“Truly, my son,” said his mother, “you seem to have forgotten that your father was only a poor tailor; and indeed I do not know who will dare go and speak to the Sultan about it.” “You yourself must,” said Aladdin decidedly. “I!” cried his mother, in great surprise, “I go to the Sultan! Not I, indeed! You know very well that no one can make any demand of the Sultan without bringing a rich present, and where shall such poor folk as we find a present?”
Thereupon Aladdin told his mother that while talking with the merchants in the bazaar, he had learned to know the value of gems. And for a long time he had known that nothing which the merchants had in their shops was half so fine as those jewels he had brought home from the enchanted cave. So his mother took them from the drawer where they had been hidden and put them in a dish of fine porcelain.
Aladdin’s mother, now sure that such a gift was one that could not fail to please the Sultan, at last agreed to do everything her son wished. She took the porcelain dish with its precious contents and folded it up in a very fine linen cloth. She then took another, less fine, and tied the four corners of it together, that she might carry it without trouble. This done, she took the road toward the palace of the Sultan.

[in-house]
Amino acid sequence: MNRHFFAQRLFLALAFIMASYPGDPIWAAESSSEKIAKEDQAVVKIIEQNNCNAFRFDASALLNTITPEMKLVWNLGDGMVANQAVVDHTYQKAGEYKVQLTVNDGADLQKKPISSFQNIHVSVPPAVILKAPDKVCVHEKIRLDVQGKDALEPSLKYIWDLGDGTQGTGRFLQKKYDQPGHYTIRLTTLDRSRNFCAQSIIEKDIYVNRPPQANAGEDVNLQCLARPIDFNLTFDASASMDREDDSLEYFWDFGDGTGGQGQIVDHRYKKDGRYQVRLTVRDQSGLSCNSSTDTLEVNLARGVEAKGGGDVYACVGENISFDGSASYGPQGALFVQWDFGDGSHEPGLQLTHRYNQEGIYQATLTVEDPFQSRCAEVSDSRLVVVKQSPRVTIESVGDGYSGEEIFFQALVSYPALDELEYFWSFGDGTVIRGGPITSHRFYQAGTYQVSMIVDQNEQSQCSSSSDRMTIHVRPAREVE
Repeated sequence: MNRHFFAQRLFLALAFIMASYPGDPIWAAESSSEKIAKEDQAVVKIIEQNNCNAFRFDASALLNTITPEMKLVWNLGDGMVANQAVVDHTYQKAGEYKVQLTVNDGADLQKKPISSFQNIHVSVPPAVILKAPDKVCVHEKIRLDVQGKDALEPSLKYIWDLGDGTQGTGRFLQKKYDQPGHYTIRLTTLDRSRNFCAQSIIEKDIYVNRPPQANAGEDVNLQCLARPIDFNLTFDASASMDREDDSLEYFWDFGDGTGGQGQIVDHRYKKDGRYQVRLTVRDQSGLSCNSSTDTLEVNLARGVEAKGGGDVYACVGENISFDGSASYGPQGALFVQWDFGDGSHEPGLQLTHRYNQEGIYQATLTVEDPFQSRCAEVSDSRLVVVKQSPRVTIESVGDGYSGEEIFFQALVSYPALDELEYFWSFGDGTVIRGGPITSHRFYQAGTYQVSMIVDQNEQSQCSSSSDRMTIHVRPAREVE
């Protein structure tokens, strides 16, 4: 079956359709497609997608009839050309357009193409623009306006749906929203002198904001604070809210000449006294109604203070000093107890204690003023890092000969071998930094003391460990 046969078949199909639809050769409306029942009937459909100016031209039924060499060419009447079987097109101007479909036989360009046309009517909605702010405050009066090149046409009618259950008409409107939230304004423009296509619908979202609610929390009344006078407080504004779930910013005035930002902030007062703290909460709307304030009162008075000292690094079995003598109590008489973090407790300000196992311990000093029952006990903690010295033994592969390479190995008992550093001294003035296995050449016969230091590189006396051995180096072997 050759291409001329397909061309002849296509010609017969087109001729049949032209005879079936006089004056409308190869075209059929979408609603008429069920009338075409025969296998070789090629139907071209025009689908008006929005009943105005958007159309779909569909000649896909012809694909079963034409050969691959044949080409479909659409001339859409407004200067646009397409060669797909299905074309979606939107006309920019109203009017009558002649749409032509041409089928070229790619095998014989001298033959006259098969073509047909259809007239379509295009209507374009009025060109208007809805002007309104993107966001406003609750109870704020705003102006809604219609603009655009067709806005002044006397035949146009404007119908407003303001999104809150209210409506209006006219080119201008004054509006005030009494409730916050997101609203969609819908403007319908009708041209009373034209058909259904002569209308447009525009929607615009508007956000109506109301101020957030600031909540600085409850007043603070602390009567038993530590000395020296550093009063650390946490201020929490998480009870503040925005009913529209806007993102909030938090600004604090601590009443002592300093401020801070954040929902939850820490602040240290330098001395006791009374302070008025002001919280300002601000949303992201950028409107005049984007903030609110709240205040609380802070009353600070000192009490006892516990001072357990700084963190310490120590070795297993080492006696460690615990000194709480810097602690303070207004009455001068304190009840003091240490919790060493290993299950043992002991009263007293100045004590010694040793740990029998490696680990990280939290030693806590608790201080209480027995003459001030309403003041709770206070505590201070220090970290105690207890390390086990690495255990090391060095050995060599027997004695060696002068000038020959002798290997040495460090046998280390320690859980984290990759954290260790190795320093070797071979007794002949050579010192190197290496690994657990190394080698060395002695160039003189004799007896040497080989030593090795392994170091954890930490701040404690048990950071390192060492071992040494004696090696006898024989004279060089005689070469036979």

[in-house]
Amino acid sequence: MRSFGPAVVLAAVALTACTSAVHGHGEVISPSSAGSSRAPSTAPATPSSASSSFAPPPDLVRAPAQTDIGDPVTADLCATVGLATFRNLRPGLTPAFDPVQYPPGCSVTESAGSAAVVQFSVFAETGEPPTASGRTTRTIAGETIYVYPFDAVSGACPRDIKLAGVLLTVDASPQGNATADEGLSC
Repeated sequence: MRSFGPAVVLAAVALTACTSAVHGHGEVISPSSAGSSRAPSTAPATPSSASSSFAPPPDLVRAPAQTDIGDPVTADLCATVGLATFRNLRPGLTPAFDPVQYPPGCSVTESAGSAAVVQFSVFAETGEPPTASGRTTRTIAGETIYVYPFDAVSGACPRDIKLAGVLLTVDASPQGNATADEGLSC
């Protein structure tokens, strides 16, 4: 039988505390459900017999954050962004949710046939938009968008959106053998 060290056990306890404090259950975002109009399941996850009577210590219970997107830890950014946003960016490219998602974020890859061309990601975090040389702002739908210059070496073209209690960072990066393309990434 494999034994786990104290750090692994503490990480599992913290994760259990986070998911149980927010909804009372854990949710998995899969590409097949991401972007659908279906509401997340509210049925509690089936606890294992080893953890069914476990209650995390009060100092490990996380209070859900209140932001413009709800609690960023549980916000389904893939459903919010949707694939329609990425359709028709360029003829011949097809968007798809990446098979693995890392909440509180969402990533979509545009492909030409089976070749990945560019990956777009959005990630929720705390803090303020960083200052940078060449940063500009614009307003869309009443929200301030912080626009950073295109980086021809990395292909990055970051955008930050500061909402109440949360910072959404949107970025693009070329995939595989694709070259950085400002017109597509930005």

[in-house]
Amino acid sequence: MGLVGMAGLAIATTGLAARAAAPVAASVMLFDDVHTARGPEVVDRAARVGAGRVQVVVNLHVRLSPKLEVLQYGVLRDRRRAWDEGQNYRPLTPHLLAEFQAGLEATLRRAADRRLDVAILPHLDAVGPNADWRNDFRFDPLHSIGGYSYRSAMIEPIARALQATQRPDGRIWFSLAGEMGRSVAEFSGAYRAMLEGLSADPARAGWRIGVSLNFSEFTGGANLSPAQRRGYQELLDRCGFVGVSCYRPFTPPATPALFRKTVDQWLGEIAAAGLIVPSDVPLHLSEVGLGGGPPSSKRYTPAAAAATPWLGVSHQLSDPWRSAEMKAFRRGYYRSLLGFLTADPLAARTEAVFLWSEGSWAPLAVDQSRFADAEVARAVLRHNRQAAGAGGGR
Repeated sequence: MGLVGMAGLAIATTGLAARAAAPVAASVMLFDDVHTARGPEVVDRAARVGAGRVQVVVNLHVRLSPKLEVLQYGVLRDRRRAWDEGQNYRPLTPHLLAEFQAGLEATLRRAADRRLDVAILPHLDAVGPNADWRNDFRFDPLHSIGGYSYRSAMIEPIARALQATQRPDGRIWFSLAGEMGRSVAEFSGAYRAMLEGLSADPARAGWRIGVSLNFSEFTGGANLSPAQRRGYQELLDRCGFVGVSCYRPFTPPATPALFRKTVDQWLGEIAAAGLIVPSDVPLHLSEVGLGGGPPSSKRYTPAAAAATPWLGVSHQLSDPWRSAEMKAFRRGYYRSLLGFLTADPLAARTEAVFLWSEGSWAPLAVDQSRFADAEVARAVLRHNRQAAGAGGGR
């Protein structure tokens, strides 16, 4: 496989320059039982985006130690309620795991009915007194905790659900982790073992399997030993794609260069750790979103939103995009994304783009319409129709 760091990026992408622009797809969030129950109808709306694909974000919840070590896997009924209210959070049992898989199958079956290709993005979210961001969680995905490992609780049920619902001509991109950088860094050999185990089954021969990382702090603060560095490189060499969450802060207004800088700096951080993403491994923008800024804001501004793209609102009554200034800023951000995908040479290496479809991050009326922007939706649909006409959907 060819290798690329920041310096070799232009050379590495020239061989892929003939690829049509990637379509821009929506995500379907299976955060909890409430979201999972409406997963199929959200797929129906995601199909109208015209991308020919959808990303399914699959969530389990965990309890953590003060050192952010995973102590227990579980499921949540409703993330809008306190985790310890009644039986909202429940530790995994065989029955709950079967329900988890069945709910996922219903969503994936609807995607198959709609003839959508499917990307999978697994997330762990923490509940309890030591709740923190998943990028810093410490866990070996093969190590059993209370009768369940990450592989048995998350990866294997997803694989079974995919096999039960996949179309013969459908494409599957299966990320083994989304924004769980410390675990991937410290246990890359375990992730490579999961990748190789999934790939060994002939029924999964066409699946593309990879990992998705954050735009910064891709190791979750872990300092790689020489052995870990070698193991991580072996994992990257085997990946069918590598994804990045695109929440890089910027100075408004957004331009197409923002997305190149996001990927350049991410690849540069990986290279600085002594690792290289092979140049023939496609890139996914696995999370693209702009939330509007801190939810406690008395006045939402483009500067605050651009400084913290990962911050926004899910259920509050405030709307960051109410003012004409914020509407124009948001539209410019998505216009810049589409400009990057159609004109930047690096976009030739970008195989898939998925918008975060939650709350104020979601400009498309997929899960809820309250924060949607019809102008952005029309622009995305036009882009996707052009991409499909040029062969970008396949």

Trembling, she told the Sultan of her son’s boldness, and begged his mercy for Aladdin and for herself. The Sultan heard her kindly; then before giving any answer to her request, he asked her what she had with her so carefully tied up in a linen cloth. Aladdin’s mother unfolded the cloths and laid the jewels before him.